This Sharp Objects review contains spoilers.
Sharp Objects Episode 4
The town of Wind Gap has character.
It has become a memorable place in the first three episodes of Sharp Objects; we’ve learned that drinking, gossiping, and hog-slaughtering are all ongoing activities. The townsfolk and their troubles are now firmly set in our minds. It’s time to get on with the business of solving their mysteries.
With our sense of place established, episode four really needed to make some headway in the plot of who killed Natalie Keene and Anne Nash to hold our attention, and it eventually did just that. But it didn’t take an easy route to unravelling secrets; instead we were given a meander through Wind Gap’s past and asked to make our own decisions about how that affects the future, leading to a cliff-hanger moment when several threads pulled together to suggest some frightening conclusions.
But the meandering build-up was both interesting and revealing. It started with Adora trying to organise Calhoun Day, a celebration of a local hero, and being warned against it by Chief Vickery, who is played with a tired self-assurance by Matt Craven. His measured performance leaves us room to either see him as a safe pair of hands or a blinkered fool when it comes to investigating these crimes. His closeness to Adora is perhaps a weakness, too; they treat the town as their baby, between them, deciding what’s right and what’s wrong. And Adora is never above threatening someone to get her own way. She becomes more dictatorial each time we see her.
Calhoun Day, meanwhile, is being rewritten by Amma, who has taken a shine to her drama teacher while she stars in a play about Calhoun’s wife that doesn’t necessarily follow the accepted folklore. Instead she decides to make Mrs Calhoun into a warrior figure. The teacher, Mr Lacey, looks less than impressed with her attempts to get everything her own way. “History is history,” he tells her. “You can’t change it. You just learn from it.”
You have to admire her for trying to change history in a place that seems so stuck in the past, but apart from that there’s little about Amma to like. She lies, steals, tries to seduce and then turns cruel in a moment. I think actor Eliza Scanlen is doing a brilliant job of portraying all that wilful, dangerous teenage energy in a persuasive way.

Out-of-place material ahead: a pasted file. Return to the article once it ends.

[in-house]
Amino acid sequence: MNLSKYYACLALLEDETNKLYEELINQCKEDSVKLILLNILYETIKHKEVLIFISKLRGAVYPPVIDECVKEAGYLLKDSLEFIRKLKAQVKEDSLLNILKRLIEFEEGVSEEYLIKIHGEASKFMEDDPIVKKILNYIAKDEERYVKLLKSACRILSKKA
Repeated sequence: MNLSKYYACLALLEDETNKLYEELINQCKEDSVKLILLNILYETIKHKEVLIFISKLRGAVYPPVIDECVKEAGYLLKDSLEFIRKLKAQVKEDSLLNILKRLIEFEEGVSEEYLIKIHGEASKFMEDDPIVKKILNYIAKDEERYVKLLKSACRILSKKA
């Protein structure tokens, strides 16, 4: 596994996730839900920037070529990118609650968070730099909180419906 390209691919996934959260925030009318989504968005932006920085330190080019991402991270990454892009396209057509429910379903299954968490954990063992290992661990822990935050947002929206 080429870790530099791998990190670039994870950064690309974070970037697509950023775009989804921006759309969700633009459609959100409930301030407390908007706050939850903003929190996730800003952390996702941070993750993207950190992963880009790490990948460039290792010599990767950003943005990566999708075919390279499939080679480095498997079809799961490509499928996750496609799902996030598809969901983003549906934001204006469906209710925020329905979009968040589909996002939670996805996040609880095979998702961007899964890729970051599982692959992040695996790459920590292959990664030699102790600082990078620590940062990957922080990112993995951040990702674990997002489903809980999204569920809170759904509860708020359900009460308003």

Of course, the heart of Sharp Objects continues to be Camille, who is revisiting a different side of local folklore by showing Detective Richard Willis around famous crime scenes of the town, including the hunter’s cabin that haunts her own memories. In these woods horrible things have happened, and they always seem to happen to teenage girls, although nobody’s too bothered to get the exact details right. A suicide pact or a double murder? Camille shrugs and smiles at the inexplicable events. In the same tone she tells Richard about an event she says could be called Friday night fun by some, and gang-rape by others. Was she the cheerleader in question? The flashbacks of young Camille, watching insects in the dirt in her cheerleader outfit while the football team stands behind her, are painful to see, and very effective at making us realise how much she’s keeping hidden, and is only able to bear thinking about for a few seconds at most. When her flirtation with Richard turns to action, she keeps him at an emotional distance, refusing at first to be kissed, and only allowing herself to be touched in the way she wants. She shows him nothing of her body, and very little of herself. All of his questions are met with evasive answers; she runs like the insects she once watched, back into the shadows.
Speaking of insects, there are plenty of them in this episode. Natalie’s emotional brother John captures another spider and puts it in a jar in Natalie’s room, to replace the one that Camille set free earlier. He also reveals that Natalie had anger issues, and once stuck a pencil in someone’s eye; it’s yet another sharp object to add to the collection. Anne and Natalie were always together, John muses – he describes them as “two weirdos.” And Amma made three. Why has Amma never mentioned this? Is this another example of her revisionist take on history?
And so these events lead to a tense finale. Adora has pushed her husband away for too long by refusing to recognise his own despair for years and then confiding in the Chief instead, and we’re meant to suspect that Alan’s jealousy extends to murderous rage… But I don’t buy it. It would be hard to picture him as capable of killing, perhaps because of the small acts of kindness he has long extended to Camille. Although if there’s one thing Small Objects is teaching us, it’s that humans are incredibly complex collections of their own experiences, so I’m not ruling it out.
Amma being in peril, revealed as the third of a possible trio of murder victims: now that I can believe. As Camille raced to the hunter’s cabin, believing she might find Amma’s body there, we were given one final fleeting image from her head – but this time it was not a flashback but a flash-forward to what might be. Amma, dead, sprawled on the floor of the cabin, her teeth knocked out. Is this what we’ll see at the beginning of the next episode, or is it only to be taken as proof that Camille’s imagination is as powerful as her memory?
Whatever the answer is, it’s created a very strong cliff-hanger at precisely the right moment. This is the halfway point of Sharp Objects, and we know Wind Gap’s past and present. Now we can start to unfold its future.
Read the latest Den of Geek Special Edition Magazine Here!